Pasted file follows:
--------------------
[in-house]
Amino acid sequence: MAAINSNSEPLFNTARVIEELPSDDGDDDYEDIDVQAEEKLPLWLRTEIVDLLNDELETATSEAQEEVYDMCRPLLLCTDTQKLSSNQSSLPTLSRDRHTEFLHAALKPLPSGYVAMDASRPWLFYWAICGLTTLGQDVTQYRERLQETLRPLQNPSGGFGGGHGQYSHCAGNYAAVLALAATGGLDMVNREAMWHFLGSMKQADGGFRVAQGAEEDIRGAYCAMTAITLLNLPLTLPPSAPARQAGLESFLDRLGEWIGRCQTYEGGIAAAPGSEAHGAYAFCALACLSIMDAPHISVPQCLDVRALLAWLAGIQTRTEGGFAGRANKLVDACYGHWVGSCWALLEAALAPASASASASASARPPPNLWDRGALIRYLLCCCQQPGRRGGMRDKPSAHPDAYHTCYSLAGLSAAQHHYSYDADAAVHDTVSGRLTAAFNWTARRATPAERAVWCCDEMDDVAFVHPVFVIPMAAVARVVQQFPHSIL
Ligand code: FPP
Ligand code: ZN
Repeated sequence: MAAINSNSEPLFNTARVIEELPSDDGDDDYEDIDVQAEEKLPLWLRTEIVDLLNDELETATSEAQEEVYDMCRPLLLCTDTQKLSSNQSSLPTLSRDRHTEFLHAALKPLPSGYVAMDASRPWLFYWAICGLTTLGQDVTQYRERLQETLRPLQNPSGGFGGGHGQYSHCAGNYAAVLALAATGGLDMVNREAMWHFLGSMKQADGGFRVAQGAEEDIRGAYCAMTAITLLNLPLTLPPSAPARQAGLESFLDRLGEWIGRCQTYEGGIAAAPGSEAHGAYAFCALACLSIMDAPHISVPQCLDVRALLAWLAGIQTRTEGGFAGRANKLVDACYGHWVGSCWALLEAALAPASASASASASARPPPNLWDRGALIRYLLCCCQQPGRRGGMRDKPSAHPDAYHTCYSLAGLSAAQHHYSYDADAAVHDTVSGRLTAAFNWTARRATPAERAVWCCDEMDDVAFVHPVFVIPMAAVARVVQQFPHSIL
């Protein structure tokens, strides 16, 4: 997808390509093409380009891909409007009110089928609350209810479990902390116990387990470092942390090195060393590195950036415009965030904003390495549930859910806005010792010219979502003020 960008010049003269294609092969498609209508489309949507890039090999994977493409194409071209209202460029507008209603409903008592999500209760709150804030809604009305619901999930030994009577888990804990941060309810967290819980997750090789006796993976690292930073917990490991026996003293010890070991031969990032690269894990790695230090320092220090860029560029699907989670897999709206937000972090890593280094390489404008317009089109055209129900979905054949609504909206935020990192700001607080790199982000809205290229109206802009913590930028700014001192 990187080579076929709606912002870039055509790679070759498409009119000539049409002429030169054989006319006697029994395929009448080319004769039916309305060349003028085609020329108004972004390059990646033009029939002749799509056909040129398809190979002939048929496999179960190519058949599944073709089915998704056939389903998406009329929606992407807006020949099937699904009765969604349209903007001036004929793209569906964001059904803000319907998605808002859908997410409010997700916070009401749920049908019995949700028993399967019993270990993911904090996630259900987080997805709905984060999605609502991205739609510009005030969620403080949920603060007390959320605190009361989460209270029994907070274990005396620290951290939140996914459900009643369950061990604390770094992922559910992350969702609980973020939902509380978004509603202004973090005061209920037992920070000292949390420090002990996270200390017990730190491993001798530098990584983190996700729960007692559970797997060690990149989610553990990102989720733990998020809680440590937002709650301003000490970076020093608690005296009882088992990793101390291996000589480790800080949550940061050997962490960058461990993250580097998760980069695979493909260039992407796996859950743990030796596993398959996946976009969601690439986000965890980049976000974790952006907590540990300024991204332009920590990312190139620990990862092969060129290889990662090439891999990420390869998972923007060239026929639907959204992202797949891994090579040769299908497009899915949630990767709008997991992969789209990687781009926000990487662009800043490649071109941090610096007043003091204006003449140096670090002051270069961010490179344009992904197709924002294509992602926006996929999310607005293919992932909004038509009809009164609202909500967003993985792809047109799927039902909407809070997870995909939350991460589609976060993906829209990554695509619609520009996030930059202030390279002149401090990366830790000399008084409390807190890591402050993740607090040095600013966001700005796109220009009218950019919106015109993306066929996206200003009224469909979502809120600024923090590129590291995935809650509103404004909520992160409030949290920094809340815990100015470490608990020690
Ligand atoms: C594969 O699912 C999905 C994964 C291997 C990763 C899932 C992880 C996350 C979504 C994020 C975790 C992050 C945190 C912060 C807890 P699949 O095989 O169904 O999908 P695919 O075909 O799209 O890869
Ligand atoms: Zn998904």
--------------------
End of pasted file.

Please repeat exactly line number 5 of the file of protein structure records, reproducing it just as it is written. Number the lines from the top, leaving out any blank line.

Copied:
Repeated sequence: MAAINSNSEPLFNTARVIEELPSDDGDDDYEDIDVQAEEKLPLWLRTEIVDLLNDELETATSEAQEEVYDMCRPLLLCTDTQKLSSNQSSLPTLSRDRHTEFLHAALKPLPSGYVAMDASRPWLFYWAICGLTTLGQDVTQYRERLQETLRPLQNPSGGFGGGHGQYSHCAGNYAAVLALAATGGLDMVNREAMWHFLGSMKQADGGFRVAQGAEEDIRGAYCAMTAITLLNLPLTLPPSAPARQAGLESFLDRLGEWIGRCQTYEGGIAAAPGSEAHGAYAFCALACLSIMDAPHISVPQCLDVRALLAWLAGIQTRTEGGFAGRANKLVDACYGHWVGSCWALLEAALAPASASASASASARPPPNLWDRGALIRYLLCCCQQPGRRGGMRDKPSAHPDAYHTCYSLAGLSAAQHHYSYDADAAVHDTVSGRLTAAFNWTARRATPAERAVWCCDEMDDVAFVHPVFVIPMAAVARVVQQFPHSIL